2. Allow people to ask real questions, even if you don't want to hear them. We have all been in meetings when no one wants to ask the hard question and most people just throw softballs. Leaders have to create an environment where the hard questions can be asked and there are no repercussions. Sometimes I advise a leader to ask the question himself, provide the answer and get on with it. Once the question is asked, others might have the courage to speak.

3. Frequency matters more than perfection. Krawcheck mentions how her management team had a call at the start and end of every day when the economy was tanking a few years ago. She says that some of the calls were not all that good and packed with answers but at least everyone knew they would be getting an update on a regular basis.

4. On your message: Repeat it, repeat it, repeat it. And do in different media. That is dear to my heart because those of us in public relations understand that to reach people who need certain information, you have to reach them where they are. And they are often not where you think they are. Some people read company emails, some ignore them. And as Krawcheck says, some people are readers and some are listeners. Some are in facilities where there is no easy access to electronic information. Make it easy to find out what needs to be known.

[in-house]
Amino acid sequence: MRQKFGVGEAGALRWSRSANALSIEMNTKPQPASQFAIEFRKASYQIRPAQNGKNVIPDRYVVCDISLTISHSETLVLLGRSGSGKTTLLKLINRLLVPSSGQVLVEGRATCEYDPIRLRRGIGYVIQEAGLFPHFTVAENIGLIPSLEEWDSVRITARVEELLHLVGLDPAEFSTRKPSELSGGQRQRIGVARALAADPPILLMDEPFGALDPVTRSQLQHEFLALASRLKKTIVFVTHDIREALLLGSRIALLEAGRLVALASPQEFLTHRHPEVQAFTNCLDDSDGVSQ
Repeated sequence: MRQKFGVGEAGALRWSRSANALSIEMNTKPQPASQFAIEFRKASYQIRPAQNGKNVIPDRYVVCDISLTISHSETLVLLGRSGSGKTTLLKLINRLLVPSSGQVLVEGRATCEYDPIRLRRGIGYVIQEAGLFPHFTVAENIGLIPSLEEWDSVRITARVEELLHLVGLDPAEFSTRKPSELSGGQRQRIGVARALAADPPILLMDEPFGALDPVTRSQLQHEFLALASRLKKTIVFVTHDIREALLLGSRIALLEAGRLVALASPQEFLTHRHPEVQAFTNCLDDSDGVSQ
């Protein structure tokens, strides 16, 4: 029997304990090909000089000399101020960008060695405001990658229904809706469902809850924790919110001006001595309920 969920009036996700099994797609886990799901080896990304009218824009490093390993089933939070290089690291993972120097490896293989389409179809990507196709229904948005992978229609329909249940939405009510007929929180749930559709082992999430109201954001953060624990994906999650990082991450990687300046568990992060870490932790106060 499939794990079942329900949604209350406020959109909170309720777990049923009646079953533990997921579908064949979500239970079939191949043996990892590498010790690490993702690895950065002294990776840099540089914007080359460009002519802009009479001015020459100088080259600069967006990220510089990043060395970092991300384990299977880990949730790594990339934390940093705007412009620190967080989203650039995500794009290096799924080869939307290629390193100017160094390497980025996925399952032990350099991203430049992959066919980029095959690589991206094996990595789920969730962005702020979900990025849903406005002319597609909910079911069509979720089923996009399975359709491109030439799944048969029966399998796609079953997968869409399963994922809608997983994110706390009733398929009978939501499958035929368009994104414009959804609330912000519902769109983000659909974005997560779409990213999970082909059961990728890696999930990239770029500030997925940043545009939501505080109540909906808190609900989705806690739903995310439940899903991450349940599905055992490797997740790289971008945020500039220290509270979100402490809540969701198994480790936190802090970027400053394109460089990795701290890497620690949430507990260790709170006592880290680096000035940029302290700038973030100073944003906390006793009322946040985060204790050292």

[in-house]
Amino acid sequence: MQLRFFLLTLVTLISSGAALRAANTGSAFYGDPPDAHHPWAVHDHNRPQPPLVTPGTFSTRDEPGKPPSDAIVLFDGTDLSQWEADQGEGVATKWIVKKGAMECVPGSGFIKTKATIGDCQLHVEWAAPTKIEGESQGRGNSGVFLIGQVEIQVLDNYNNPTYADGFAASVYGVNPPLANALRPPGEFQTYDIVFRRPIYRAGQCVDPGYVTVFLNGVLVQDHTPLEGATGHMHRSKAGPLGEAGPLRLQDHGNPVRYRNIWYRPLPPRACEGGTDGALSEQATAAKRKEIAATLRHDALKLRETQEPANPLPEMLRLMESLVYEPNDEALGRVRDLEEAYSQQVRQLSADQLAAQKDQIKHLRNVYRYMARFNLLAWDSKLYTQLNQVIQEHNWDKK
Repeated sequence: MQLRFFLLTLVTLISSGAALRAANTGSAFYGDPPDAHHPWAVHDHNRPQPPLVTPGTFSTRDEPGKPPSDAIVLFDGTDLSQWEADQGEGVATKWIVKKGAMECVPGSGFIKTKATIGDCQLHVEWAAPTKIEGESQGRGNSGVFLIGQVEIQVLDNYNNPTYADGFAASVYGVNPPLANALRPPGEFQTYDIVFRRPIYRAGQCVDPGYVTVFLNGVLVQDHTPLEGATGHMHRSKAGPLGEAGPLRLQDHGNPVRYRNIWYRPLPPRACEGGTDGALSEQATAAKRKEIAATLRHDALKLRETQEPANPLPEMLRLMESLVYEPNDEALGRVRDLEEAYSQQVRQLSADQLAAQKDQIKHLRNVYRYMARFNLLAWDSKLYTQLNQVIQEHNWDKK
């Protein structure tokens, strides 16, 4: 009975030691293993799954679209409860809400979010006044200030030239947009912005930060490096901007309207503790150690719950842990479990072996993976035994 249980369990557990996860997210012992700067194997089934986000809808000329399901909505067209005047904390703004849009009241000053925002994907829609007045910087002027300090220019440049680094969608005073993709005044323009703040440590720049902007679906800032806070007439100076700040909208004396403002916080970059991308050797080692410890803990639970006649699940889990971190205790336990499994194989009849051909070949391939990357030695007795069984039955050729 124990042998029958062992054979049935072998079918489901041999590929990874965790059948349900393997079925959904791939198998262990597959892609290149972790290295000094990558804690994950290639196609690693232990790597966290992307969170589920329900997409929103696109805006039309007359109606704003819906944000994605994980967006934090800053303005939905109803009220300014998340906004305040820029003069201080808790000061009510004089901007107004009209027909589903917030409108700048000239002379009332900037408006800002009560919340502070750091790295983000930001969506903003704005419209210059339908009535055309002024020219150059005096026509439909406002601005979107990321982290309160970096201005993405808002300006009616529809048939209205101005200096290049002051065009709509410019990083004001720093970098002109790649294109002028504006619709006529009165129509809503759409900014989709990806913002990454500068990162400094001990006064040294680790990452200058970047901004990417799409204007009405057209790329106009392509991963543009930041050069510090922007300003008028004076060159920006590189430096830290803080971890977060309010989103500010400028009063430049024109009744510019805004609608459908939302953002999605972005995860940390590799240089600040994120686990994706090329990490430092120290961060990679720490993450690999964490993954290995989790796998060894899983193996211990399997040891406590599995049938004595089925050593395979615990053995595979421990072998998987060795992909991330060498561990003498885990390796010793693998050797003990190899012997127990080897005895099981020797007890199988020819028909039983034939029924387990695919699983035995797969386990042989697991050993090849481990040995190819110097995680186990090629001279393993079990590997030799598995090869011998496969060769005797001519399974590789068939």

5. Bring in people who know more than you do or provide a different perspective. I found this one unusual since so many companies keep all their information and goings-on close to the vest. And rarely do they want to admit that they might not know something. She mentions how during the recent downturn, her company brought in some experts to bring a new voice into the conversation even if they were saying the same thing she was saying. This is good counsel.

6. Let them see you sweat, but don't let them see you tremble. Another piece of good advice and a good way to end this post. It is okay to work super hard and show that you are not home for dinner with the family night after night when crisis is on your doorstep but make sure that your team does not see you scared. Being confident "goes a long way." Yes indeed.

Steve Jobs and Eve

 Strange juxtaposition. While I was away in Europe for two weeks, I read the Walter Issacson book on Steve Jobs. It was truly captivating and compelling. I finished it on my flight home from London and was intrigued from the first word to the last. The book is written in the style of Apple which is that it is simply written, elegant in its prose, effortless, intelligent, and intuitive as you learn how his early thoughts translated into his future work. Like Jobs' overall thinking, the book, like his computers, could be for anyone, techologist or not, male or female. When I got home Friday night, I sorted through some of the magazines that had arrived. New York magazine's cover story was about the rise of Ms. magazine and had Gloria Steinem on the cover. It was commemorating the feminist movement at its start in 1971 and as an insert in New York. The opening lines were a stark reminder that women have come far.  In the 1970s, women had trouble getting credit cards without a man's signature. Almost impossible to believe, right?